In our project coq-of-rust we translate programs written in Rust to equivalent programs in the language of the proof system Coq 🐓, which will later allow us to formally verify them. Both Coq and Rust have many unique features, and there are many differences between them, so in the process of translation we need to treat the case of each language construction separately. In this post, we discuss how we translate the most complicated one: traits.
To formally verify Rust programs, we are building coq-of-rust, a translator from Rust 🦀 code to the proof system Coq 🐓. We generate Coq code that is as similar as possible to the original Rust code, so that the user can easily understand the generated code and write proofs about it. In this blog post, we explain how we are representing side effects in Coq.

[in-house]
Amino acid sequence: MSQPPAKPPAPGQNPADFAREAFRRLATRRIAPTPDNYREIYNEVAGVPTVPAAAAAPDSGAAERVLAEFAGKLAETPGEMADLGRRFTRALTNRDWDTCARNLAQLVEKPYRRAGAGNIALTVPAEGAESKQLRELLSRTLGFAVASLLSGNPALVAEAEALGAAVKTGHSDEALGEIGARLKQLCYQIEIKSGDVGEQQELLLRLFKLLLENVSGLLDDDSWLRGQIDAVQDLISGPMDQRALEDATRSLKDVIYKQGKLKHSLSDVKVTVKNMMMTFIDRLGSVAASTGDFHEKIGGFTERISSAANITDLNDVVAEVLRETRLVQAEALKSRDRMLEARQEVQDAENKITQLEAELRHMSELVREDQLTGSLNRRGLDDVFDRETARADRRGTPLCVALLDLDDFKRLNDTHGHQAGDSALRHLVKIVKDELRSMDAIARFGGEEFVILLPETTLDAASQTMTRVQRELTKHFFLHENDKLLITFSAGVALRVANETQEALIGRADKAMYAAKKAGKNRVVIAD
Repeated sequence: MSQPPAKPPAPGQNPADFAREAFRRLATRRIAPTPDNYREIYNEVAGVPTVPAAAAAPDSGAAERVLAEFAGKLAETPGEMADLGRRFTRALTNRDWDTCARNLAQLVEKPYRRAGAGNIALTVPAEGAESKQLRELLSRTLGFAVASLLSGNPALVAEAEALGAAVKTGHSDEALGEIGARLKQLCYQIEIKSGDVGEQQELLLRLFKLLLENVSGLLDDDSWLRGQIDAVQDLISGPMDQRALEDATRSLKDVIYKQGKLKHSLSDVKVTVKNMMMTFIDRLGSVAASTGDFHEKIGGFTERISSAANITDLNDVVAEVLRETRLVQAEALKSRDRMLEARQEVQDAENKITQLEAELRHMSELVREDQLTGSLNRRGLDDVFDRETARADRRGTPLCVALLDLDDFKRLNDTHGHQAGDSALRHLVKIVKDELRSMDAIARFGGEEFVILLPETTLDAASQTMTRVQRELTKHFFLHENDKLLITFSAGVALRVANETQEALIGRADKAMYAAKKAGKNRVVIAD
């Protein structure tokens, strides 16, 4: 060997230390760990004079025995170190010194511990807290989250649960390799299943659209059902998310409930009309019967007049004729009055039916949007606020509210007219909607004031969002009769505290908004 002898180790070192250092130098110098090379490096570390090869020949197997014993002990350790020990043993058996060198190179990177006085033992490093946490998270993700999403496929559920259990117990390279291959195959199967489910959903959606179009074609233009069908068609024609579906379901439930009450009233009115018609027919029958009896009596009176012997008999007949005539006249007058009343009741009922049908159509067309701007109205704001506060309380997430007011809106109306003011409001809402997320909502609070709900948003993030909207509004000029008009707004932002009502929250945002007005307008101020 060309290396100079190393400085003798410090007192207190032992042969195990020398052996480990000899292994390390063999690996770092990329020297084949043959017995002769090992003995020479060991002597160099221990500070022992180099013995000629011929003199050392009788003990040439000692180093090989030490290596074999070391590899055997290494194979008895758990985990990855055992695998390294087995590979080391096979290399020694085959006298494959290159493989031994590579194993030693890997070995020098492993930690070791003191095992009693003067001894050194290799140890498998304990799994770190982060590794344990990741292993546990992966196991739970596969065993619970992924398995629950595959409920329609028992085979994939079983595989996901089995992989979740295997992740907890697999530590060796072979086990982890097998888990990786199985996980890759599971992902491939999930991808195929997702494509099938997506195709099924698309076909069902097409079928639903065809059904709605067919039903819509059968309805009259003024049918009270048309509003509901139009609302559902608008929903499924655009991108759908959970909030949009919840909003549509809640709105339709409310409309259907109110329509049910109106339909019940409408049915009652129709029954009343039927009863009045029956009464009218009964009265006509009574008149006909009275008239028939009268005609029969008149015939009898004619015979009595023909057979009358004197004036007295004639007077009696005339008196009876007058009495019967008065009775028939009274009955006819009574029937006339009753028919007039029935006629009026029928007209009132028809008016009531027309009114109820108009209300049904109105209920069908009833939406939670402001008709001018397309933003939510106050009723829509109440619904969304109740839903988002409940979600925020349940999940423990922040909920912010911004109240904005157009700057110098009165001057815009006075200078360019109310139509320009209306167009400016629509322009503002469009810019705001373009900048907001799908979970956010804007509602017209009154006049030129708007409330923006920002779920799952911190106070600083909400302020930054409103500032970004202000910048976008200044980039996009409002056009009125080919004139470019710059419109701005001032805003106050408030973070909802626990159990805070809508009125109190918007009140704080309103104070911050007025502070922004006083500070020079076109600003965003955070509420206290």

Our primary goal at Formal Land 🌲 is to make Tezos the first crypto-currency with a formally verified implementation. With formal verification, thanks to mathematical methods, we can check that a program behaves as expected for all possible inputs. Formal verification goes beyond what testing can do, as testing can only handle a finite amount of cases. That is critical as cryptocurrencies hold a large amount of money (around $3B for Tezos today). The current result of our verification project is available on nomadic-labs.gitlab.io/coq-tezos-of-ocaml. Formal verification is also key to allowing Tezos to evolve constantly in a safe and backward compatible manner.